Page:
Jay Harbaugh takes studied approach to running backs

Angelique S. Chengelis
The Detroit News
Ty Isaac

Ann Arbor — Jay Harbaugh never played running back. He has never coached the position, either.

Until now.

After spending his first two seasons at Michigan coaching tight ends, he is drawing on that experience, along with his work as an graduate assistant at Oregon State and a quality control coach with the Baltimore Ravens, to develop his own spin on coaching running backs.

He has been undaunted by the challenge and, in fact, immediately embraced the idea when his father, head coach Jim Harbaugh, called him late one night this year to tell him of his assignment change. From that moment on, Jay Harbaugh said he watched hours of film on NFL running backs and relied on the knowledge he picked up from close friend Thomas Hammock, running backs coach for the Ravens.

“The way that coaching works, if you’re doing it right, you’re kind of absorbing everything,” Harbaugh said after practice Thursday. “I worked with quarterbacks before in Baltimore. Spent a great deal of time with them and in that world, you’re talking about protections. Constantly talking about protections. With tight ends, there’s route running, there’s run-game blocking, so the only thing that’s different is carrying the ball.

“Luckily we have talented guys that are good at doing that on their own, and I can help them with guidance in terms of, ‘Hey, read this. I think the ball should have gone here or there.’ It’s probably a little bit not as big an adjustment as it would be made out to be.”

Running back Karan Higdon said at first he was shocked when he learned Harbaugh would be his new position coach after Tyrone Wheatley, who had coached the position the last two years before he moved to the NFL. But Higdon said he has faith in Harbaugh and his decision-making.

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“So far it really hasn’t been much of a difference,” Higdon said Thursday. “Obviously coach Jay hasn’t played the position, so he’s coming from a different perspective and that aspect he can’t give the aspect on how exactly we should run, but he gives us details on how we can attack certain situations, which is very good.”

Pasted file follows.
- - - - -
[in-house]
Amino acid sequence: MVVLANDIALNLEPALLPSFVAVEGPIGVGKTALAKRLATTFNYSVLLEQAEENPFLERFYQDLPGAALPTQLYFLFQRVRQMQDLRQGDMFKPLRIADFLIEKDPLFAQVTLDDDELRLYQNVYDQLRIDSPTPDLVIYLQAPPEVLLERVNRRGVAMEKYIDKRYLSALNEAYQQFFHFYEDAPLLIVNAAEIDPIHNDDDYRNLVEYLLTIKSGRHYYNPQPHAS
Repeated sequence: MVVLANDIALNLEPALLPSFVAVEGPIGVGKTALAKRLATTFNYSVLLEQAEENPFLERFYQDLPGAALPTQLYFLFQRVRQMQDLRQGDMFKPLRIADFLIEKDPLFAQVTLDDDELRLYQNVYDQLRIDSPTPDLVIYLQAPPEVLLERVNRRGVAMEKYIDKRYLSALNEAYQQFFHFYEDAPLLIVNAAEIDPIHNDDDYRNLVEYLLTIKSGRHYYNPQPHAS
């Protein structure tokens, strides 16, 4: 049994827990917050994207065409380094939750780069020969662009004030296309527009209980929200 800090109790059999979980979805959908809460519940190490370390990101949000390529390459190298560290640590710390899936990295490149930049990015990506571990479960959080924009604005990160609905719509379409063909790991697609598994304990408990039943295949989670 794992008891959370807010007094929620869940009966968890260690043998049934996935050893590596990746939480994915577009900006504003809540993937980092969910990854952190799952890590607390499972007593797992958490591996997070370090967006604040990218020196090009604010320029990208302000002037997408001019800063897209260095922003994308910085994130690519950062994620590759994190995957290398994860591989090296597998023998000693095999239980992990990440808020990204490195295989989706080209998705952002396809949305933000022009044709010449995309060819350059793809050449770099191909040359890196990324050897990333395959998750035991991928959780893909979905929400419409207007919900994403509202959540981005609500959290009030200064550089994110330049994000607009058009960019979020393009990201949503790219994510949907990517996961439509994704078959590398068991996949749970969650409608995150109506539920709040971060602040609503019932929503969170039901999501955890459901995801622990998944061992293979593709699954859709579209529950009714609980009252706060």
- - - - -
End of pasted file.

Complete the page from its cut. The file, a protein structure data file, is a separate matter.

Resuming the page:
Harbaugh is able to work with the backs on technique even though he didn’t have the background of playing the position.

“That’s one thing I love about him,” Higdon said. “He studied the game. He knows he didn’t play the position, so he took a different perspective and decided to study the game. He’s watched films of NFL running backs and he’s been able to carry over those techniques with us, and it’s been working a lot. He’s definitely been working day in and day out to try and make sure he’s prepared for us to give us the best advice he can.”

Higdon said there has been an enormous focus this spring on pass protection. Harbaugh, having worked with quarterbacks in Baltimore, certainly understands why that is vital for his running backs to fully embrace. And having worked with tight ends he has drawn from teaching blocking skills.

“Ty Isaac has improved quite a bit,” Harbaugh said. “He’s been excellent so far. Both fullbacks have been tremendous, Khalid (Hill) and (Henry) Poggi, so I think we need some more live reps. The spring game (on Saturday) will tell a lot with live bullets flying and seeing how people react, but those guys are standing out.”

Harbaugh said he approached his new position group with a “clean slate.”

“I knew what those guys were,” he said. “It’s a new season. It’s a relatively new offense in terms of a lot of things we’ll do. It’s kind of a fresh start for everybody.”

The first two seasons under Jim Harbaugh, Michigan has relied on a tailback-by-committee approach. Jay Harbaugh seems to be following in that mold and does not see it as a negative.

“The guys are going to be put in position to do the things that they’re good at, so it might be a certain run for a certain guy, a certain type of scheme for another guy,” Harbaugh said. “Obviously, any coach would like a guy to emerge you can trust, but in reality, I’d like everyone to emerge and I’d like to be thinking, ‘Hey, I’d like this guy to be in, but I’d like to be playing these guys, too.’ You like to be able to trust your whole group.

“I’ve never liked thinking about running backs like that, like you’re assuming that two or three guys aren’t going to be good enough. I want everyone to be good. I think it’s pretty simple, but for some reason that’s never talked about.”

Harbaugh said the spring game at Michigan Stadium will give him a much better feel for the talent at running back. He explained that of all the position groups, the backs get less of a “live” feel than the others in practice.

“The practice is game speed minus the tackling,” he said. “Running back is the one position and quarterback where live tempo and getting tackled really reveals something. In a spring game it’s definitely exciting to see who can create yards after contact.”

angelique.chengelis@detroitnews.com

Twitter.com: @chengelis